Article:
Divisions would be called as they are now, that is, with the question being stated and the result announced on the voices. If the result on the voices is challenged by more than one Member, the Speaker would call for the bells to be rung.

The Speaker would state the question directing the `ayes' to the right of the Chair and `noes' to the left, and would also appoint two tellers for each side at the time a division is called. The recording of votes would commence while the bells are ringing as soon practicable after the tellers are in place and Members have begun to arrive in the Chamber.

Tellers would be located at the Members' Hall end of the House—tellers for the `ayes' on the right, tellers for the `noes' on the left. To vote, Members would file past the tellers and announce their name, the tellers recording the names of Members voting as they pass. After voting each Member would take a seat on the left or right of the Chair in accordance with the vote he or she has cast. Members would not be permitted to leave the Chamber before the result of the division is announced.

After five minutes, or one minute in the case of a consecutive division, the doors would be locked and the Chair would restate the question so that any Members who are unsure of the question may wait until this stage to vote. Any Member who, having heard the question after the doors are locked, decides not to vote could move to the advisers' area so as not to be counted.

After all Members have voted the names on the lists are tallied and a head count of seated Members carried out to confirm the result.

For consecutive divisions, only those Members who either wish to change their vote, or who want to leave the Chamber (so as not to vote), or who did not vote in the preceding division, would be required to report to the tellers. (In the case of a consecutive division where the majority of Members wish to vote differently from the immediately preceding division all Members voting would be required to report to the appropriate teller in the way described above before taking a seat on the opposite side of the Chamber.)

Arrangements for recording dissent to be varied to provide for a division to be called off after the bells have been rung and the number and names of the Members in the minority to be recorded when those Members in dissent number eight or fewer.


Kathy Sullivan
6 November 1996



We dissent from the view of the committee relating to electronic voting expressed in paragraphs 17 and 53. The objective of the committee in conducting this inquiry was to suggest procedures for streamlining divisions to both save time and protect Members' right to call for a vote and to have it on the public record (paragraph 5). We believe that the solution which will best achieve this end is the introduction of a system of electronic voting. The procedural reforms recommended in the majority report are very much second best measures.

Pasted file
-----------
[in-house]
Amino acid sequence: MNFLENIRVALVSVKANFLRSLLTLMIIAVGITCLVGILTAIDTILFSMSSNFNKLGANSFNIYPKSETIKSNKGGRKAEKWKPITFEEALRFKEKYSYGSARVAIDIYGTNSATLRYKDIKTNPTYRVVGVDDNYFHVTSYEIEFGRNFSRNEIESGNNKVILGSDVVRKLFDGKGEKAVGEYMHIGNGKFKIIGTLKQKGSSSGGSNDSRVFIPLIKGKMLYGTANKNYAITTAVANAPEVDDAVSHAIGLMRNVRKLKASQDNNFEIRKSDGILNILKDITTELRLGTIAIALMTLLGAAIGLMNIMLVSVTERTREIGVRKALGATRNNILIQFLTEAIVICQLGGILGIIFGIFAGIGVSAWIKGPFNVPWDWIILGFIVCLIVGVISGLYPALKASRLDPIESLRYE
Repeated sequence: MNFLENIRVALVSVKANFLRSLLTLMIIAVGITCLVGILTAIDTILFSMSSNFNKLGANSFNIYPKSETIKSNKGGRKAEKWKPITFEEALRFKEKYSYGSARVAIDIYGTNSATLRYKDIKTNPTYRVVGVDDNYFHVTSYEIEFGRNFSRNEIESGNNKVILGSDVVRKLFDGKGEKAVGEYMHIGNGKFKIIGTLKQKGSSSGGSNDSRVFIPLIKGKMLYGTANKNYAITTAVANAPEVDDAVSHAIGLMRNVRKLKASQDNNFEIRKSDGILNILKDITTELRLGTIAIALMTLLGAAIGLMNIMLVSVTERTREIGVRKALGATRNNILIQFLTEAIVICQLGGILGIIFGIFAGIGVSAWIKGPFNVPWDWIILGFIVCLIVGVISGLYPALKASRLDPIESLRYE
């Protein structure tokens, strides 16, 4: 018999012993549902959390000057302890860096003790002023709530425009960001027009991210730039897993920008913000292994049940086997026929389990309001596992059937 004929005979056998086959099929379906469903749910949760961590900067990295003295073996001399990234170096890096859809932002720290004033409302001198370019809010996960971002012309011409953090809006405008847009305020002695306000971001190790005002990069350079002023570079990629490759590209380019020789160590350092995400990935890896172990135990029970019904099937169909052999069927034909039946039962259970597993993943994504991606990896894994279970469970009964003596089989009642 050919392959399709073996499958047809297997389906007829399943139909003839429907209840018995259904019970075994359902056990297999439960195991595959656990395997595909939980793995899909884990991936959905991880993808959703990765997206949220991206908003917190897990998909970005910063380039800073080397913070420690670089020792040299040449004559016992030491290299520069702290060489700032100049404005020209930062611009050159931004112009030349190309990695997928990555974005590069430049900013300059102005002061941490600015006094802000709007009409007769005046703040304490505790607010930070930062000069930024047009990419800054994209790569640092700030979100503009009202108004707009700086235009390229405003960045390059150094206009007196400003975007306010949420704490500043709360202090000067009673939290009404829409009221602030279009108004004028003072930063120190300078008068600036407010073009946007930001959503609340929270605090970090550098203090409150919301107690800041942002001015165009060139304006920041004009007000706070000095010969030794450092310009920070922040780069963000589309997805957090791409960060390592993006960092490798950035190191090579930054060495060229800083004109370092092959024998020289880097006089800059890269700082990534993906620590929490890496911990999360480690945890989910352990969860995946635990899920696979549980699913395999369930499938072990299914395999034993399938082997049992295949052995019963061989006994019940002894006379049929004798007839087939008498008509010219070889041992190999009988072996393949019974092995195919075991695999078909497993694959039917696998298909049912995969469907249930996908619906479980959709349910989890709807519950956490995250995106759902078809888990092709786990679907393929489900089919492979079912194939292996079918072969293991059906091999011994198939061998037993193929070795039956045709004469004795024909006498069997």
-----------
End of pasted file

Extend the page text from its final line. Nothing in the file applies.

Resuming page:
While recognising that the allocation of the funds required to implement electronic voting will be difficult, we consider that the benefits of such a system would outweigh the upfront cost. The saving in the time of the House through the smoother flow of business and administrative savings through improved efficiency and accuracy of recording and promulgating results are undeniable. There are other benefits, for example, in having the ability to display the question before the House throughout the voting process (and during debate) which cannot be measured in dollar terms.

Electronic voting is supported in more than half of the submissions received including those of the Opposition (lodged by Hon. Simon Crean MP) and the Clerk of the House.

The cost of technology is falling all the time and it is likely that an appropriate system could be installed in the House for substantially less than the $2 million ($3 million for both Houses) estimated in the Martin report [5]. The report provides a comprehensive evaluation of the advantages and disadvantages of electronic voting which are summarised in paragraphs 13 to 16 of this Procedure Committee report. We concur with its conclusions.

We recommend that action be taken without delay to implement the recommendations of the inspection team led by Speaker Martin and that funds be provided to the relevant parliamentary departments for planning, purchase, installation and maintenance of a suitable system of electronic voting in the House of Representatives.


Frank Mossfield MP
Stephen Martin MP
Kelvin Thomson MP

6 November 1996


1 To 6 November 1996, Chamber Research Office, Department of the House of Representatives.

2 `Proposed New and Permanent Parliament House for the Commonwealth of Australia', Report of the Joint Select Committee, PP 32(1970) p. 30.

3 `Planning for the Senate and House of Representatives Chambers in the New Parliament House' Report of the Joint Standing Committee on the New Parliament House, PP 394(1985) p. 3.

4 See paragraph 28.

5 Electronic voting — Inspection of equipment used in the Parliaments of Belgium, Denmark, Finland, Sweden and the United States of America and in the European Parliament building in Brussels — Report of inspection team led by Hon. Stephen Martin MP, Speaker of the House of Representatives , October/November 1993, presented to the House on 22 February 1994.